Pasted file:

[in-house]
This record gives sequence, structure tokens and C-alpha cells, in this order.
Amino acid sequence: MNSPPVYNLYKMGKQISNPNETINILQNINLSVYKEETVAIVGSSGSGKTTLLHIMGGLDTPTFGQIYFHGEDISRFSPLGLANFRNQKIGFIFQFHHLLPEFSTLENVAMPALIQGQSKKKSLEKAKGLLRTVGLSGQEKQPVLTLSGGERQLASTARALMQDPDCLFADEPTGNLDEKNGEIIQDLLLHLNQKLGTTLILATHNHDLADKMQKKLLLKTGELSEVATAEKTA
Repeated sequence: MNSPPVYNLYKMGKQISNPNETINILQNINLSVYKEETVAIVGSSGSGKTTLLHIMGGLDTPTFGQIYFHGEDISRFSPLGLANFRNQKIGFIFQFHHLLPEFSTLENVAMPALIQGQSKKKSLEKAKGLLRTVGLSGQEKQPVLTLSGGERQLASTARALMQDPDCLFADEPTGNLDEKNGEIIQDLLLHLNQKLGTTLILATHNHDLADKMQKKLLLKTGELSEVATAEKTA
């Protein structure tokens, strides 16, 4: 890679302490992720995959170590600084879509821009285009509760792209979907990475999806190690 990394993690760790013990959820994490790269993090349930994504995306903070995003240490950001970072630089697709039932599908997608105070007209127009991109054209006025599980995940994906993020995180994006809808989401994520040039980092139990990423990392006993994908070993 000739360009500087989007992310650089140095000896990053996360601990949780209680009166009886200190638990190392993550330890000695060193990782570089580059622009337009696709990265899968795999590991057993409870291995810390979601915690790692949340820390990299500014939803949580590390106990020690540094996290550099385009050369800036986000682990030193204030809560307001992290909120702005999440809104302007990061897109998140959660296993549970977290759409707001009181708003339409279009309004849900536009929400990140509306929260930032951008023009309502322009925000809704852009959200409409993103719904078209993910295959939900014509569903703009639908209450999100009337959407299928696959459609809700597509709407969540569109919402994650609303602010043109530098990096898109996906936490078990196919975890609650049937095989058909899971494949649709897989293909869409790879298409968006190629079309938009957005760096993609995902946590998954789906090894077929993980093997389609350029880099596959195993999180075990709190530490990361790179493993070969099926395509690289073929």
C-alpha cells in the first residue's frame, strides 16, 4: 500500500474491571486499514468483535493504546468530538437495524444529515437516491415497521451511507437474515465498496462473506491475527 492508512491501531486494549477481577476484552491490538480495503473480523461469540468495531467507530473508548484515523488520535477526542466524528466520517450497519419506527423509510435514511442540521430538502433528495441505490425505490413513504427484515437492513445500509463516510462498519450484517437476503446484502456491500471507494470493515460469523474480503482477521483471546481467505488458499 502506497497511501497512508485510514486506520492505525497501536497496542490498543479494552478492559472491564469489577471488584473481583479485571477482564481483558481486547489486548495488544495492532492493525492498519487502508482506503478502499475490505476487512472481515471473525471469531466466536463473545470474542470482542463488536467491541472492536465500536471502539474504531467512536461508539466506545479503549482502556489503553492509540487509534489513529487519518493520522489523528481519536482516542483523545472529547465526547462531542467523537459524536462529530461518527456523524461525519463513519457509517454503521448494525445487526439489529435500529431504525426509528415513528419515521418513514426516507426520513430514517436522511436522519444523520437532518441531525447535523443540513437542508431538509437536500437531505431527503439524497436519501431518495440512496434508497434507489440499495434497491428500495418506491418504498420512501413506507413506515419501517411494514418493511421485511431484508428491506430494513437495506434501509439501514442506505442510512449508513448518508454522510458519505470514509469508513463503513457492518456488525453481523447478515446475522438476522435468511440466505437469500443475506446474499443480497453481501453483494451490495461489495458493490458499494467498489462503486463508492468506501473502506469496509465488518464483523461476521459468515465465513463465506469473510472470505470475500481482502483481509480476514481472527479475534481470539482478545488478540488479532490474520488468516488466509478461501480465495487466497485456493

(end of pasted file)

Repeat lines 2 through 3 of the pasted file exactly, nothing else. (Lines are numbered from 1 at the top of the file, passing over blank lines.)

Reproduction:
This record gives sequence, structure tokens and C-alpha cells, in this order.
Amino acid sequence: MNSPPVYNLYKMGKQISNPNETINILQNINLSVYKEETVAIVGSSGSGKTTLLHIMGGLDTPTFGQIYFHGEDISRFSPLGLANFRNQKIGFIFQFHHLLPEFSTLENVAMPALIQGQSKKKSLEKAKGLLRTVGLSGQEKQPVLTLSGGERQLASTARALMQDPDCLFADEPTGNLDEKNGEIIQDLLLHLNQKLGTTLILATHNHDLADKMQKKLLLKTGELSEVATAEKTA